Gary Steel went to a house in the sticks to check out the ambience, man.
IT MAKES SENSE when you think about it. Philips is a company that’s strong on lighting, and it’s my guess that most families have got at least one Philips bulb blazing away somewhere in their house. But it’s the lighting that Philips created for its flawed Ambilight series of televisions that paved a way towards Hue, and now Friends Of Hue.
Philips TVs disappeared from our phosphorescent green and bleary land a few years back, and the company seems to now be putting its efforts into its rather excellent soundbars, and new ways of making its lightbulbs turn a house into a home.
I was invited to a brand new house in Riverhead, West of Auckland, to check out the Friends Of Hue in action. It may have been less effective during the day than it would have at night-time (or perhaps I should have just had a few more wines and put on some 3D glasses), but these literally are “ambilights” that work in concord to provide a home with the kind of flexibility in lighting that I’ve certainly lacked, and which has frustrated the bejesus out of me for decades. Oh for a few “Friends Of Hue” (but not Hugh) in a few of the overly lit motel rooms I’ve stayed in over the years; motel rooms that seem dedicated to destroying any vibe you want to build up with the person you’re trying to impress. But enough of that.
The key thing about Friends Of Hue – comprising LivingColors Bloom and Lightstrips – is that it’s an app with which you can control your Philips lighting package. Okay, so every man and his peg-legged parrot has an app these days, but this one (although I haven’t yet used it myself) provides a vast range of options in terms of controlling your Philips lighting configuration. And it’s not just that you can turn a bright study light into a sensuality-enhancing “ambilight” with the push of an iPhone touchscreen, it’s that you can remotely set your lighting to turn on or off or whatever.
The other great thing – and huge kudos to Philips for this – is that the app is open source, which means that developers can come up with clever things to do with the lights, none of which involves turning them into lasers and pointing them at large air craft. On the day, I was shown a list of such open source doo-dads, and they ranged from the sublime to the utterly ridiculous.
But there’s no obligation to go down Silly Road, or even Extensive Lane with this system. Even just working with the basics, life is bound to become so much simpler, and the really super thing is that the system makes great use of new-gen LED bulbs that reputedly last for up to 15 years. Shall I repeat that? Yep, LED lightbulbs are expensive, but imagine not reaching up and having to change a scorched bulb for 15 years! Wicked! [Mind you, when I tried to tell the lady at my local Mitre 10 that I’d be back for a refund on my Philips LED bulb if it crapped out in 14 years, she laughed like a hyena].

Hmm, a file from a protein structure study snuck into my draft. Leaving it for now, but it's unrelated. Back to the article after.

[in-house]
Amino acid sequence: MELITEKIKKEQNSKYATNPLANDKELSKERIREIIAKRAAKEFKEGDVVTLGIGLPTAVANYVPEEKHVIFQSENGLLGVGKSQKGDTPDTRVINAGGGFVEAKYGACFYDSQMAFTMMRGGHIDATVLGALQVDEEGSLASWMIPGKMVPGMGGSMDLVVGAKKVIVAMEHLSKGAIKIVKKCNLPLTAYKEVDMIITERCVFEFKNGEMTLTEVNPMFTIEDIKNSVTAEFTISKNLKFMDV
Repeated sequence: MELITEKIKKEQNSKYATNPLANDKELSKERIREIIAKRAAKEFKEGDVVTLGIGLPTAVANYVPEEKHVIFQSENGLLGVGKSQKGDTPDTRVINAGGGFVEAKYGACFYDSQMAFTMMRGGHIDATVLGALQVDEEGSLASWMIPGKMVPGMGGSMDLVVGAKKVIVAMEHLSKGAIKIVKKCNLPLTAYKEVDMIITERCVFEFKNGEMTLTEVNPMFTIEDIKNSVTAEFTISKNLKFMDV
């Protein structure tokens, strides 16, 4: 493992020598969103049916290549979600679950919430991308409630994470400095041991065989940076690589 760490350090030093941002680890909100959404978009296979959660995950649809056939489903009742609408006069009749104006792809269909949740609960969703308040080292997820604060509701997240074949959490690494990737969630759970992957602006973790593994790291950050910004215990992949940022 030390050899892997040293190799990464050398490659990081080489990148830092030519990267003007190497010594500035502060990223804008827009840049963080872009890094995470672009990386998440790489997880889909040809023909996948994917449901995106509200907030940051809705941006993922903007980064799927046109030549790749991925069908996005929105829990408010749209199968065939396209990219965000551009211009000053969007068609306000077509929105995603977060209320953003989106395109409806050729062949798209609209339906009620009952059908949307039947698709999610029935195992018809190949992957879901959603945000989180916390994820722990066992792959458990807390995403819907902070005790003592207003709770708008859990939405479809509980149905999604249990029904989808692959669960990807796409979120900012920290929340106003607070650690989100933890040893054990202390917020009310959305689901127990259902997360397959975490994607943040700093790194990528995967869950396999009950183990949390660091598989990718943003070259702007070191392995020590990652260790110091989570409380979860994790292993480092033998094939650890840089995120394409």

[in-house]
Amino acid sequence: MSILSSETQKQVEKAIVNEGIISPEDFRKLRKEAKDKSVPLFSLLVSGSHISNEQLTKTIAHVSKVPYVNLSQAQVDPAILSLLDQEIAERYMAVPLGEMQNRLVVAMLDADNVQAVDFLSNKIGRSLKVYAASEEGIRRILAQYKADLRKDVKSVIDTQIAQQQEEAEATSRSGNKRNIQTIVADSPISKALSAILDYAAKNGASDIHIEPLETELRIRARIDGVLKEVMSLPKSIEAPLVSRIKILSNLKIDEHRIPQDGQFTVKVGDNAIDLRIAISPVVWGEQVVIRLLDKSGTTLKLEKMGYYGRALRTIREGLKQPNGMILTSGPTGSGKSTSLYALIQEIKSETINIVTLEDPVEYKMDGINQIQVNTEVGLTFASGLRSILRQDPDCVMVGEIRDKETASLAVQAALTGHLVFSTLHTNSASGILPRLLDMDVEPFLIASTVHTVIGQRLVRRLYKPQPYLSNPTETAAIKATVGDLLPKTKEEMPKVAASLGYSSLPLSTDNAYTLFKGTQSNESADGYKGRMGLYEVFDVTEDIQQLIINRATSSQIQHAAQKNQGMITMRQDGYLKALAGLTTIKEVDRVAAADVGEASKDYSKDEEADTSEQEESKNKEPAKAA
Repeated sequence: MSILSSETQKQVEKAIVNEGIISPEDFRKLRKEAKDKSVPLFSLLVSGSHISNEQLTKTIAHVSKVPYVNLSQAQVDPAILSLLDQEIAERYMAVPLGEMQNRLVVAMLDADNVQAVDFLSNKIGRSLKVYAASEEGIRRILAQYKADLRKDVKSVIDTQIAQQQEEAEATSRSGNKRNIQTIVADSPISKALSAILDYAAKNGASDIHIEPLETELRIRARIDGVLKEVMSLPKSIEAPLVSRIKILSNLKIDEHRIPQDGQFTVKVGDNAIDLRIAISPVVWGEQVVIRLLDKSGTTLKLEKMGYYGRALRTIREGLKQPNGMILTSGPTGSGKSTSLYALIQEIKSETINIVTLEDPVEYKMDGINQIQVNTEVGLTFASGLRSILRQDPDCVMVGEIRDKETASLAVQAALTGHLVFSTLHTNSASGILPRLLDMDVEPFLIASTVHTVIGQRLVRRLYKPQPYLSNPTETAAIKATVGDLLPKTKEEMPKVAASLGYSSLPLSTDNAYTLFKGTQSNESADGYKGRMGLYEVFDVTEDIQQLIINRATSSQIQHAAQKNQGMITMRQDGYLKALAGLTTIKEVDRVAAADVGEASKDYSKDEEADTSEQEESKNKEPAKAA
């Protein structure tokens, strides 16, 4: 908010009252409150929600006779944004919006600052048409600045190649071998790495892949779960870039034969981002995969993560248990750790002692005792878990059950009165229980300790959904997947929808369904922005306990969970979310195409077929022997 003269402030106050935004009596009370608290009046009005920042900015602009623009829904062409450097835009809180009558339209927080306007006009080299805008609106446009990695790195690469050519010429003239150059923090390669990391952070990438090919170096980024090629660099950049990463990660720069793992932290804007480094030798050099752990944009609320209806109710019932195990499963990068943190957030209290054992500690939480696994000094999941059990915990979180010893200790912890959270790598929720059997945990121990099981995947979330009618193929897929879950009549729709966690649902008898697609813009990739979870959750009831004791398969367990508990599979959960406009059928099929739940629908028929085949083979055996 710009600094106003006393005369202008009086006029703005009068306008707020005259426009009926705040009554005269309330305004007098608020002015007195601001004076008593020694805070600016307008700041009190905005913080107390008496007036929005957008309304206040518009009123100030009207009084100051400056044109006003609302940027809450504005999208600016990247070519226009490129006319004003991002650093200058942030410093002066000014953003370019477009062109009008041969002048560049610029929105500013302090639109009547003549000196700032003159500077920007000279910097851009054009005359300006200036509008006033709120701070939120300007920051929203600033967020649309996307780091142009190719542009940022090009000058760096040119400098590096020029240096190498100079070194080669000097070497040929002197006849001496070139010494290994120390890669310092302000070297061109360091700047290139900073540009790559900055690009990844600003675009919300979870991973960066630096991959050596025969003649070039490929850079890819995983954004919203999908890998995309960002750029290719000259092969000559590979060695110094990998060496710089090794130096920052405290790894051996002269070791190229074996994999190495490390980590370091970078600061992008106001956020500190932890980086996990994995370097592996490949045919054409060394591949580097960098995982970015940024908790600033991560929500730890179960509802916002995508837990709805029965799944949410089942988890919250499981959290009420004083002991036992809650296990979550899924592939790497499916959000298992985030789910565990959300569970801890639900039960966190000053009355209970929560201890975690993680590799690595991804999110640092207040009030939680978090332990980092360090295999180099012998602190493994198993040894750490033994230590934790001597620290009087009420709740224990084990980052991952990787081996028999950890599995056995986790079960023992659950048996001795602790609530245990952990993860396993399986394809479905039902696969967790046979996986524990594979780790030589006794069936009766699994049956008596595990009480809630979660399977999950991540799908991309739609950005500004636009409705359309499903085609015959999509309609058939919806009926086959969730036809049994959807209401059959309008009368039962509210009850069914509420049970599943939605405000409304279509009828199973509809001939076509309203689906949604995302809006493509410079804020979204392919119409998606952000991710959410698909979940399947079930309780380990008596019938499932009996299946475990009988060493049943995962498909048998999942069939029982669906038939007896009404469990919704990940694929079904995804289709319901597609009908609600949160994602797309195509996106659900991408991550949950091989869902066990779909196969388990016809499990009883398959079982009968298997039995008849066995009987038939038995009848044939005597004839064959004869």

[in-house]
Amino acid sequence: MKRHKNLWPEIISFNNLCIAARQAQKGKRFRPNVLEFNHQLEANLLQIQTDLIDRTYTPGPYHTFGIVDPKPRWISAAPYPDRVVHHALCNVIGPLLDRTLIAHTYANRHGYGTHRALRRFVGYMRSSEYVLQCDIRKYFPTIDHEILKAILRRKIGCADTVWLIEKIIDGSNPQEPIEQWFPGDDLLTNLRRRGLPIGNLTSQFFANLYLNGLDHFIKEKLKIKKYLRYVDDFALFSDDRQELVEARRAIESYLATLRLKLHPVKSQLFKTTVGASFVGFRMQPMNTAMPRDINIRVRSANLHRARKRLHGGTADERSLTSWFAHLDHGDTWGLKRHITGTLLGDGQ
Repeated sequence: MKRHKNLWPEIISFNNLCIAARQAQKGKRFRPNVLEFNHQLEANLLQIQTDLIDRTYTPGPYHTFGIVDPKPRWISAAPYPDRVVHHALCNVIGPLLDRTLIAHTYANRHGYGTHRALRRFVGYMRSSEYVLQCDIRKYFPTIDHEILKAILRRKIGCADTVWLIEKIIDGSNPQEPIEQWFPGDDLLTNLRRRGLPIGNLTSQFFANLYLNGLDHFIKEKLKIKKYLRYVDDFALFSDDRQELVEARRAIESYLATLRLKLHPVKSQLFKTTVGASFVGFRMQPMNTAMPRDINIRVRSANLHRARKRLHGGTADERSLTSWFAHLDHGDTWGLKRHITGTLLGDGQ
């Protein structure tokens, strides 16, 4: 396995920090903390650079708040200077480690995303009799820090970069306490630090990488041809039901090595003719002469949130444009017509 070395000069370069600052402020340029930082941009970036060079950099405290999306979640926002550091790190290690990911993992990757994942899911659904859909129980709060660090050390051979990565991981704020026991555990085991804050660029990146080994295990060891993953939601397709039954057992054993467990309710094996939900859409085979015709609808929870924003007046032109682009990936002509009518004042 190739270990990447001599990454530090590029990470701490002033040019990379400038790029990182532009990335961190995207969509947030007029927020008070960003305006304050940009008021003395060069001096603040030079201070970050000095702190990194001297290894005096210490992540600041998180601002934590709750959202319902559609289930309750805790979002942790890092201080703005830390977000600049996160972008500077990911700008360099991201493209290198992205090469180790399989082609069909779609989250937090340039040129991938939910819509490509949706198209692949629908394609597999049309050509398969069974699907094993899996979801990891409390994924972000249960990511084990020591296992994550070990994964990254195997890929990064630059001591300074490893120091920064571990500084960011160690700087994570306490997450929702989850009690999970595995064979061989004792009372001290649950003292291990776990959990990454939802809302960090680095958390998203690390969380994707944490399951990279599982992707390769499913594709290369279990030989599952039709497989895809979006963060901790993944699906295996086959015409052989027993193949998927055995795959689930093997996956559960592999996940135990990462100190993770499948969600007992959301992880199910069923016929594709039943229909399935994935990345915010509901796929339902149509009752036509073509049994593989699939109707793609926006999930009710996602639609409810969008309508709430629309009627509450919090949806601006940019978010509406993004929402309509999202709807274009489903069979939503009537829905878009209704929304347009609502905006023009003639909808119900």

So just in case you haven’t gotten the gist of my ramblings, here are a few lines from the Philips Press release to further enlighten you: “Philips Hue is a web-enabled LED home lighting system that is controllable using your smartphone or tablet. Friends Of Hue light sources integrate seamlessly with Philips Hue, enabling users to choose from up to 16 million colours and programmable light scenes via the app (iOS or Android) on their smartphone or tablet. Creative opportunities are endless using Hue apps – lights can slowly wake you up with the colours of sunrise, match the exact hue of a favourite photo or turn off automatically when you leave the house.”
And further: “The Friends Of Hue LivingColors Bloom is a compact and portable wireless light source, specifically designed to fit in hard-to-reach or small spaces. The Friends Of Hue LightStrips are flexible two-metre strips of LED light designed to deliver indirect light, which can be cut to measure and tucked under a sofa or shelf to illuminate an architectural detail or otherwise dark space. Like the LivingColors Bloom, LightStrips’ colour can be tailored to match furniture or different occasions, moods or moments with the convenience of complete control through the Hue app.”
But wait there’s more, and this is really cool, folks: “Using the internet automating service IFTTT (If This Then That), Philips Hue enables you to hook up to the internet via your smartphone or tablet and use the Friends Of Hue as indicators for weather, stocks, sports scores, social media and more internet services. They can be set to behave in any way you choose. For example, the lights can change colour if it’s going to rain and blink if you get an urgent email. They can also illuminate gradually as the sun sets, or flash in your sports team’s colours when they score.
“Hue’s geofencing feature means your smartphone or tablet can detect when you or your family are approaching or leaving home and trigger the LivingColors Bloom or LightStrips to turn on or off automatically, or change colour or light setting – all without having to even take your device out of your pocket.”
So, what do you need to get up and running? There’s the Philips Hue Starter Kit, which includes the Hue Bridge. Then there’s the Hue Living Colors Bloom, and the Philips Friends Of Hue LightStrips. Altogether, that will set you back $539.85, which sounds like a lot for a bit of lighting, but I reckon, when you consider what it actually does to enhance a living space, it’s a rip-roaringly great deal.
I’ve got one to test out, and with a new bubs in the house, it’ll be interesting to see whether it can be used as both a mood-enhancer, and a practical solution for timed critter-feeding. That review coming soon! GARY STEEL
Philips Friends Of Hue LivingColors Bloom $119.95
Philips Friends Of Hue LightStrips $139.95
Philips Hue Starter Kit $279.95
Available from selected electrical retailers, and www.apple.co.nz